desoto isd

DeSoto ISD Offers Nearly $60K in Incentives For New ‘Master Teacher' Role

Applications for the new positions are due Saturday for the upcoming school year

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A North Texas school district is offering teachers up to $57,000 in extra pay on top of their base salaries to help their students succeed.

It's part of a plan to improve performance by bringing some of the best educators to the table.

At McCowan Middle School in DeSoto, Algebra teacher Tanya Dillard said her secret is to move around the classroom to keep students engaged.

"We're always up at the board working, so you can't just sit there. I call it being a bench warmer in your math class," she said. "You can't just be a bench warmer and be successful in your math class you have to get up and actively participate."

Her methods work. DeSoto ISD said she's one of the teachers delivering results and who they want to replicate.

"We're trying to recruit amazing educators in our area to come work in DeSoto ISD in some very specific roles," DeSoto ISD Superintendent D'Andre Weaver said.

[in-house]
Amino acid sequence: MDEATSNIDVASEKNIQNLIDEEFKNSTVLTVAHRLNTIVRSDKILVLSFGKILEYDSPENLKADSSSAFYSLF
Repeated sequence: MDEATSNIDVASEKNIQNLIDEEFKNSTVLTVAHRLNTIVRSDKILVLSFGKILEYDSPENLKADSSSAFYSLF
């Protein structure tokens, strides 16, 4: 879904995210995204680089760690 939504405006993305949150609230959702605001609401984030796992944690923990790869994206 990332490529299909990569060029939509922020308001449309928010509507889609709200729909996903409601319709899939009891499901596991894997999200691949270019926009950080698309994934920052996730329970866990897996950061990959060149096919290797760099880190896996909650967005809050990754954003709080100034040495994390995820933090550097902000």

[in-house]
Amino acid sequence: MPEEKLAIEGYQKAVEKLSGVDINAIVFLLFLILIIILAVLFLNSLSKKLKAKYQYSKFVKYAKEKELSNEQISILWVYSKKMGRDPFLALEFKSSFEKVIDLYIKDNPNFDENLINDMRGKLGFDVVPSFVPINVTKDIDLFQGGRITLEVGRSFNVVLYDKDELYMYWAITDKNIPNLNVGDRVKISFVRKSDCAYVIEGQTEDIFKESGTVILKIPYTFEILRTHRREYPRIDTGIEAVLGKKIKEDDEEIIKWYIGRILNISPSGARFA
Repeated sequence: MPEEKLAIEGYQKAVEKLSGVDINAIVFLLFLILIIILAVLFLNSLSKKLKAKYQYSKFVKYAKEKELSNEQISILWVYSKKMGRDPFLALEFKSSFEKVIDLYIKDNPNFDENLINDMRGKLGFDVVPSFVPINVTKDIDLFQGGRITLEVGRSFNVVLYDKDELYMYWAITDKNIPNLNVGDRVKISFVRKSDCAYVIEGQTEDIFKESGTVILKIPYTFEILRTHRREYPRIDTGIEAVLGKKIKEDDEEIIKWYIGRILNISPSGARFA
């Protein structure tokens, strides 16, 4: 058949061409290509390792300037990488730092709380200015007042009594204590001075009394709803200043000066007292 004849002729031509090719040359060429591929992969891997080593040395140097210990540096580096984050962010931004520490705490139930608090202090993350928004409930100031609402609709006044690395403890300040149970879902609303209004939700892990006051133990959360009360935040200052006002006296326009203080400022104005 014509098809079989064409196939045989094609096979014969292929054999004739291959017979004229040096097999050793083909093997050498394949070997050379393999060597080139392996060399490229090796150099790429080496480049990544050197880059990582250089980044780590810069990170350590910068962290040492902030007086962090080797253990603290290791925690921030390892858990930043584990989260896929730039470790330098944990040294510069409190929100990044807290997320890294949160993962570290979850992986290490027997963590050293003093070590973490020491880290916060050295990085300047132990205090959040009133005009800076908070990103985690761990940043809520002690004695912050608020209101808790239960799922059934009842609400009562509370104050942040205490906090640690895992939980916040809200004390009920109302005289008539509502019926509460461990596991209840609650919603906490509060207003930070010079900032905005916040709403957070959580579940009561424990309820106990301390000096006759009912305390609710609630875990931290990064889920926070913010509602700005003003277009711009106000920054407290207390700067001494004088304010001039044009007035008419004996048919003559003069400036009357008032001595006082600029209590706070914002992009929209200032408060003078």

The district is adding $18,000 in incentives for its new "master teacher" role -- on top of the regular salary. If the teacher delivers solid scores, an additional $39,000 in incentives will be tacked on for $57,000 in total incentives.

It winds up being like two salaries for teachers willing to bring their talent to DeSoto and be a part of the plan to improve test scores in the school district.

"This individual has some experience working with and increasing student learning particularly at the elementary level and we've incentivized this role more than I've seen any other role," Weaver said.

DeSoto ISD was working to improve scores before the COVID-19 pandemic. A high level of at-home learning last year took a tough situation and made it worse.

DIllard said the incentives are great, but it will be a lot of hard work.

Interviews start next week and applications need to be in by Saturday, as the district launches an aggressive plan to bring in more exceptional educators and turn their district around.

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